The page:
Continue —> Dose-Dependent Effects of Abobotulinumtoxina (Dysport) on Spasticity and Active Movements in Adults With Upper Limb Spasticity: Secondary Analysis of a Phase 3 Study – ScienceDirect

 

Figure 1. Change from baseline of Tardieu scale parameters and of active range of motion week 4 postinjection in (A) extrinsic finger flexors, (B) wrist flexors, and (C) elbow flexors. Dose groups were as follows (lowest to highest dose): 500 U/non-PTMG, 500 U/PTMG, 1000 U/non-PTMG, and 1000 U/PTMG. Standard deviations and mean change from baseline values are detailed in Table 3. PTMG = primary targeted muscle group; XV1 = passive range of motion; XV3 = angle of catch at fast speed; XA = active range of motion.

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[ARTICLE] Economic modeling of the use of botulinum toxin A in a homogenous patient population based on real-life clinical practice: ULIS-II (The Upper Limb International Spasticity Study); the French perspective

Objective

To evaluate the real life practice of the use of botulinum toxin A (BoNT-A) in post-stroke upper limb spasticity and the economic consequences of fair comparisons of the dosing between either abobotulinumtoxinA (Dysport®) or onabotulinumtoxinA (Botox®) or incobotulinumtoxinA (Xeomin®) in France.

Methods

ULIS-II is an 18-month, observational, prospective study, conducted in 84 centers in 22 countries. France was the major contributor with 14 centers. Of 456 adults with post-stroke upper limb spasticity presenting for treatment with BoNT-A, 193 patients with the same injected limb segments “upper arm and lower arm” were analyzed for the dose injected for one cycle of BoNT-A. Treatment and concomitant interventions were in accordance with routine local clinical practice. Sample size, mean (SD)/median dose (min–max) in Unit for each BoNT-A and annual cost per patient were calculated using the median dose administered and considering no vial sharing. An injection interval of 12 weeks was simulated for all BoNT-A treatments and the France listed public price was used to ascertain annual cost.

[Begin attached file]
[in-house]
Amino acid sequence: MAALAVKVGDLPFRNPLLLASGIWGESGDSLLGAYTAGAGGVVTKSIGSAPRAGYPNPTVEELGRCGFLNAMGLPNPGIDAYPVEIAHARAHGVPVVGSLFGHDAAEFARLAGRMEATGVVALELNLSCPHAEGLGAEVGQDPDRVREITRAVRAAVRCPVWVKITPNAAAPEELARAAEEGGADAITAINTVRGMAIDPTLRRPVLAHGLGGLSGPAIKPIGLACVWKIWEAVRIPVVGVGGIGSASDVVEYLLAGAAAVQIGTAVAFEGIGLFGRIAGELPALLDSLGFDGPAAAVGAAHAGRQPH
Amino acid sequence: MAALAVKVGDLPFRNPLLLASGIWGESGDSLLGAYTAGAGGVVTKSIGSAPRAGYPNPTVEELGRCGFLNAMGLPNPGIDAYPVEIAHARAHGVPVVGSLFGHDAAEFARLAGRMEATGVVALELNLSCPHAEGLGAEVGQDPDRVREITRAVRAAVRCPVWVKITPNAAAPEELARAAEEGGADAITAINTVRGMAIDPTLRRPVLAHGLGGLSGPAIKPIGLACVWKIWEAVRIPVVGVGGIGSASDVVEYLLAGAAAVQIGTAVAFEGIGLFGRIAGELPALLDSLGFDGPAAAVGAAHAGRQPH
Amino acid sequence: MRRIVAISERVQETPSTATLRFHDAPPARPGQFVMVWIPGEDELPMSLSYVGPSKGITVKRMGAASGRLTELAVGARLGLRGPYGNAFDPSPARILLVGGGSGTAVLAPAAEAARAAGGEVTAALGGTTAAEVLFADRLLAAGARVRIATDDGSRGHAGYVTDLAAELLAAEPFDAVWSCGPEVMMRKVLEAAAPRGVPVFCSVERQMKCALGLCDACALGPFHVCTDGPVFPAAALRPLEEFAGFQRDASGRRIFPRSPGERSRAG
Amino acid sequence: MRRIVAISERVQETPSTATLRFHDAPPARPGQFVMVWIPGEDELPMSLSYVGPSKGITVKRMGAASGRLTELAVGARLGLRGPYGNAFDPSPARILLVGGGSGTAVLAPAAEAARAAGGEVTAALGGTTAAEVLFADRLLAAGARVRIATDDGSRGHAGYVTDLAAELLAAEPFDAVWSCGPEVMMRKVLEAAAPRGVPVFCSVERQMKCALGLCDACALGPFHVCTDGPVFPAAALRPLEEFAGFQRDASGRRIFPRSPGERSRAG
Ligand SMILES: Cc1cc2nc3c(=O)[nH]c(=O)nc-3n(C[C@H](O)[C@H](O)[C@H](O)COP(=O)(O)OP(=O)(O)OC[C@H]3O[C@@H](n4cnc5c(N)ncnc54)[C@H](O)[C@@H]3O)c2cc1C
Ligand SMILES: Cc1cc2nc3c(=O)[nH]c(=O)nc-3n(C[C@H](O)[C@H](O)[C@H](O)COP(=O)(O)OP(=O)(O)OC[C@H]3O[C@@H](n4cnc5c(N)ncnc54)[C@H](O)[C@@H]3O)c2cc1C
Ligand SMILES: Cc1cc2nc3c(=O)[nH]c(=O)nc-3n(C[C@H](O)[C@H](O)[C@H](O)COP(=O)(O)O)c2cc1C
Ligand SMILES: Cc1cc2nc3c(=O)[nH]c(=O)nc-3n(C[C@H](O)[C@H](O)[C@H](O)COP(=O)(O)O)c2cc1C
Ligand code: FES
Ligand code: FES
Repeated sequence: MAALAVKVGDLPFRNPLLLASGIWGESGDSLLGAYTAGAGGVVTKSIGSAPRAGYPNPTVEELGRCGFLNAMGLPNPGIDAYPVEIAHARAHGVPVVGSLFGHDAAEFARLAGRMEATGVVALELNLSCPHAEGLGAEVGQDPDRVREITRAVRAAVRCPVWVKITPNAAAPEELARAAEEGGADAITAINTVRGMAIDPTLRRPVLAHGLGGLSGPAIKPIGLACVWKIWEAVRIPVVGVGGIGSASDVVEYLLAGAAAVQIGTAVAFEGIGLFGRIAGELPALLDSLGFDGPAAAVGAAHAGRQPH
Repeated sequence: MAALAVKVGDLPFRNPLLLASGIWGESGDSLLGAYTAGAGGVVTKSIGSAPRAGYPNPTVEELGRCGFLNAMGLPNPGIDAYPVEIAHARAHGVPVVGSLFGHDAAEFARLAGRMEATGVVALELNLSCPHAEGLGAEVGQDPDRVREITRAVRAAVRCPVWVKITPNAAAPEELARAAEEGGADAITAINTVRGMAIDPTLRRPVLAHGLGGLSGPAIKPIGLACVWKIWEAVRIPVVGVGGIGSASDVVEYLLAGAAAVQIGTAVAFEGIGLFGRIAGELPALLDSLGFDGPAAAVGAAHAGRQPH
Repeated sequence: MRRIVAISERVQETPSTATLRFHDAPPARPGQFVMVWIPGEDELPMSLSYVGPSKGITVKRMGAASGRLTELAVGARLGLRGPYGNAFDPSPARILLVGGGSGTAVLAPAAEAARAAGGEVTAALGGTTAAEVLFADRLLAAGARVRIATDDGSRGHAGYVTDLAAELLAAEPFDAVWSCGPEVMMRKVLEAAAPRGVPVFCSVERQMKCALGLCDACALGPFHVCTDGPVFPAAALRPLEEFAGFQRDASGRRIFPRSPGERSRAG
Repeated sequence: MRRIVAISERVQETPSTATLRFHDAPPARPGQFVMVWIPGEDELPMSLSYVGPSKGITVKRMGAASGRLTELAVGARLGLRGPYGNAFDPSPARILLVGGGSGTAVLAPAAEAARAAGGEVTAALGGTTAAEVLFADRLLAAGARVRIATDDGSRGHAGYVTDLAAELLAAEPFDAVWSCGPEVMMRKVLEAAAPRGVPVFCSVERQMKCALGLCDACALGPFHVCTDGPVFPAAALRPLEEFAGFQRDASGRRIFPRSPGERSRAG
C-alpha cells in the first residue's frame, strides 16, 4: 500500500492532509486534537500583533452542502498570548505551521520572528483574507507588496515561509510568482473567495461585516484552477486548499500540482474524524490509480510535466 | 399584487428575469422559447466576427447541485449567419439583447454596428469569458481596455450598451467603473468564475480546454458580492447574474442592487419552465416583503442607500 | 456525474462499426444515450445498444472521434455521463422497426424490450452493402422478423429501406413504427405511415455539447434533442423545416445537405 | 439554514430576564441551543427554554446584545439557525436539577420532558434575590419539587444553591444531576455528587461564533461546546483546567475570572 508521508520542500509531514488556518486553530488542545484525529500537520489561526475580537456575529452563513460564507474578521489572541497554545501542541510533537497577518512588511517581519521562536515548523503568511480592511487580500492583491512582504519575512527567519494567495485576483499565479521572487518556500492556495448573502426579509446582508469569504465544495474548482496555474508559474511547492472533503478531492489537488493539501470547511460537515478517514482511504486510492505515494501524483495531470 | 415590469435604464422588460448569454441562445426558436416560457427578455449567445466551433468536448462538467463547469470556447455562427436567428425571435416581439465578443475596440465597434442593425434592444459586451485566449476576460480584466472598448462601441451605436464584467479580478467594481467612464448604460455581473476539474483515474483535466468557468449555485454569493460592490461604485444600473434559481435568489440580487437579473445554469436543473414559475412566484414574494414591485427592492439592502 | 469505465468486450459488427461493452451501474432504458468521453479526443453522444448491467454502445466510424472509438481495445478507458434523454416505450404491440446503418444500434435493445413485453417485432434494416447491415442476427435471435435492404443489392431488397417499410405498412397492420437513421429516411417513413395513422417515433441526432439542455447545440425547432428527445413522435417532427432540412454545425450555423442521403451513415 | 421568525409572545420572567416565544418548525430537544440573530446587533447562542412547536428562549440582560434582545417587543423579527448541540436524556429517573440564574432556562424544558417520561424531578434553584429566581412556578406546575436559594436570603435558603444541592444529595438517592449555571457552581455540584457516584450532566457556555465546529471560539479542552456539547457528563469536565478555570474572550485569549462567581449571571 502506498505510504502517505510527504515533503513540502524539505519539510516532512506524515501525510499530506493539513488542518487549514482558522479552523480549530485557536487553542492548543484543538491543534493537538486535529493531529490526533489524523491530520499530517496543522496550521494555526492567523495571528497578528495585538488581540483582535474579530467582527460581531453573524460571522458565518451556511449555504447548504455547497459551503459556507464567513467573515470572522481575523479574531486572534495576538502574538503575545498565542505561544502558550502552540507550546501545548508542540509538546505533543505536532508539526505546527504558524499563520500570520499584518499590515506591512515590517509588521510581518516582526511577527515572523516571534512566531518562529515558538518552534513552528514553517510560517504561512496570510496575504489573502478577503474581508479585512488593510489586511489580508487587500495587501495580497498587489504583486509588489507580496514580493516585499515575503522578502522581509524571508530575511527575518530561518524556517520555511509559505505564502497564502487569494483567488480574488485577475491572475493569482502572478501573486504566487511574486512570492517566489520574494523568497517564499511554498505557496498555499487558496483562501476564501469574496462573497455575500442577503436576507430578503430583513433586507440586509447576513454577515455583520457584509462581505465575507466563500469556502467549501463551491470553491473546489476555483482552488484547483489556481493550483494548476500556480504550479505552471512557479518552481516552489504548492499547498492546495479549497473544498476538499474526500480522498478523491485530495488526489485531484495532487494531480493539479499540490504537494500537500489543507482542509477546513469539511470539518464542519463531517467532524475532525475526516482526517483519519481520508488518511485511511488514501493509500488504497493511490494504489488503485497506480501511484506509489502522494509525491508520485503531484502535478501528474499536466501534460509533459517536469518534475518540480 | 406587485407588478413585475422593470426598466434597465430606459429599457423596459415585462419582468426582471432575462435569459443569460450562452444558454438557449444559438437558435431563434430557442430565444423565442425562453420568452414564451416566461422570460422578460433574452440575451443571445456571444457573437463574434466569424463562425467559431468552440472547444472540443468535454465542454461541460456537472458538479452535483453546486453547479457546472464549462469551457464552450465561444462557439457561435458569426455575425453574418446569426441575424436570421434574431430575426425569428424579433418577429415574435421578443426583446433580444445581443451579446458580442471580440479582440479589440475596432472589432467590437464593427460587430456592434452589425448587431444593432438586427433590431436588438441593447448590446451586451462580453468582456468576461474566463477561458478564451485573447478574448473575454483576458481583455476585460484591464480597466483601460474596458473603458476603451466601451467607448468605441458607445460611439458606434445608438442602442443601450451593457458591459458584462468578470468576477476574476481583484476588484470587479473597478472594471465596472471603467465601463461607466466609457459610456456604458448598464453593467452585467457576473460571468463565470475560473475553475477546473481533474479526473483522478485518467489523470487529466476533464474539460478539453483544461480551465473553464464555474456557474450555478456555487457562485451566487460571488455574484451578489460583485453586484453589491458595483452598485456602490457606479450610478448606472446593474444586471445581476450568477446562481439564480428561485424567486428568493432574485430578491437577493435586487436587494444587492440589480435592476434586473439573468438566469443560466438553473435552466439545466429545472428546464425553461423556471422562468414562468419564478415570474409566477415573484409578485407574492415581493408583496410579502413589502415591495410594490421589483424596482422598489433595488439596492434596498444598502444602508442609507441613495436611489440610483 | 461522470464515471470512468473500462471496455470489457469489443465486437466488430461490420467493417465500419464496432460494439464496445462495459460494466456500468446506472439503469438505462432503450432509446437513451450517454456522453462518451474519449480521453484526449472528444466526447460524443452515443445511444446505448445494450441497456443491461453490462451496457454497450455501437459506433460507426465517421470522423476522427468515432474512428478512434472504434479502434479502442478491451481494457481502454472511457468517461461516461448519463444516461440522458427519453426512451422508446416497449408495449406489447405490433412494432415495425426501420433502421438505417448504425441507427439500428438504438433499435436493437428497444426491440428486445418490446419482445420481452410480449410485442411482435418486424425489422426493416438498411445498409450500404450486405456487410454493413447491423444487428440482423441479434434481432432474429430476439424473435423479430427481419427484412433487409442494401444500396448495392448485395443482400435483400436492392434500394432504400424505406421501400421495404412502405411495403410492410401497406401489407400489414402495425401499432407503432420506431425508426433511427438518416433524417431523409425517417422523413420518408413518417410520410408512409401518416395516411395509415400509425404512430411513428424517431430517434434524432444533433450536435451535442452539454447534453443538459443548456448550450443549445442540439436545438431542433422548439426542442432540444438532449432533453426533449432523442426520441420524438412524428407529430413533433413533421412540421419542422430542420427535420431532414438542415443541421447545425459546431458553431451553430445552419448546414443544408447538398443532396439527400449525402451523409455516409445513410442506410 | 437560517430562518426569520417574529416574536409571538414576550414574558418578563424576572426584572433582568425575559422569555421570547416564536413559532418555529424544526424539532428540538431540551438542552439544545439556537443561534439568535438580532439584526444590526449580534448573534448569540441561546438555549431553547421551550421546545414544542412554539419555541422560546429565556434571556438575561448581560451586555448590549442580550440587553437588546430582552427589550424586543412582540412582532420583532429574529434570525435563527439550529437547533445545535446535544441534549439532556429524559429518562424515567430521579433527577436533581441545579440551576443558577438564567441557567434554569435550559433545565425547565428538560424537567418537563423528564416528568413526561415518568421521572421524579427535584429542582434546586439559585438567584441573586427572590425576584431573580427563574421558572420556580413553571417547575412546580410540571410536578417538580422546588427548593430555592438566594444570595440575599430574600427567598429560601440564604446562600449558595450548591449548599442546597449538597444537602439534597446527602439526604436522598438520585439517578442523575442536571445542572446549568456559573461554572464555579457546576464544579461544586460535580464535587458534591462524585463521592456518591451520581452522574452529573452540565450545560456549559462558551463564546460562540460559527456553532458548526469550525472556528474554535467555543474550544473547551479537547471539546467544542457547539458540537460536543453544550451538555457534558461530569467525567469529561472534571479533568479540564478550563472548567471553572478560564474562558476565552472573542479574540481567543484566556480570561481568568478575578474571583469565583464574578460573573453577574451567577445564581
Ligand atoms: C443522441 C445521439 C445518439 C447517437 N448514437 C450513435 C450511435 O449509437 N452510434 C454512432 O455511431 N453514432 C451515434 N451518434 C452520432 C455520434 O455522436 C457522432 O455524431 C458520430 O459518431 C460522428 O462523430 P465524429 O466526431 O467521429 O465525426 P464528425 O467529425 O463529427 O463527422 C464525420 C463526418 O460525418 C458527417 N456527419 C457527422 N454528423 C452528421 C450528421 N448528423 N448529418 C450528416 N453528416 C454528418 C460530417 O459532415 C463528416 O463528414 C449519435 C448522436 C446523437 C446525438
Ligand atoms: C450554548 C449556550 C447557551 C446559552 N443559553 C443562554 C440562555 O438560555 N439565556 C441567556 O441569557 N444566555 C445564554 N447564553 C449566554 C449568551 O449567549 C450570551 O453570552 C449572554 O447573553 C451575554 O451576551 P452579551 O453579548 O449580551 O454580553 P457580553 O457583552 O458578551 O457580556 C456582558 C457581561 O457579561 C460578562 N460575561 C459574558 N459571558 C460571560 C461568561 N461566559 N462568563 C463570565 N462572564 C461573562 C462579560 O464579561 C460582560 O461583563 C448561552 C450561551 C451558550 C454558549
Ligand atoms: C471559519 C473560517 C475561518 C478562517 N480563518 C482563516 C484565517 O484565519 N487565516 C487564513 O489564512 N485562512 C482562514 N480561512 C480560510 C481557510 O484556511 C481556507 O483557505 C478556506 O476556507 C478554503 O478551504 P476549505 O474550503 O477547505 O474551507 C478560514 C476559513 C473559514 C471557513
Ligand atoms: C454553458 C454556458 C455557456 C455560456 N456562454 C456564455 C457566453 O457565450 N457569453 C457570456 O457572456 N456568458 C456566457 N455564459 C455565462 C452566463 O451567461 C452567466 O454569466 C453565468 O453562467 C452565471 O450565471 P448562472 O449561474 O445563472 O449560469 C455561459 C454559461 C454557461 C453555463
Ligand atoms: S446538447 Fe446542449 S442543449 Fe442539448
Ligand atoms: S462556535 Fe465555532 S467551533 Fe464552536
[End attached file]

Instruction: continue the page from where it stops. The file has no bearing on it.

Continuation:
Results

For the abobotulinumtoxinA group (n = 141) a mean (SD)/median (min–max) dose of 665 U (280)/500 U (150–1500) was injected, for the onabotulinumtoxinA group (n = 37) a mean (SD)/median dose of 183 U (99)/200 U (50–500) was injected and for incobotulinumtoxinA (n = 15), a mean (SD)/median dose of 235 U (108)/200 U (100-440) was injected. Based on a BoNT-A injection interval of 12 weeks, the annual cost per patient in France would be 1123 € for abobotulinumtoxinA, 1784 € for onabotulinumtoxinA and 1784 € for incobotulinumtoxinA (based on median doses).

Conclusions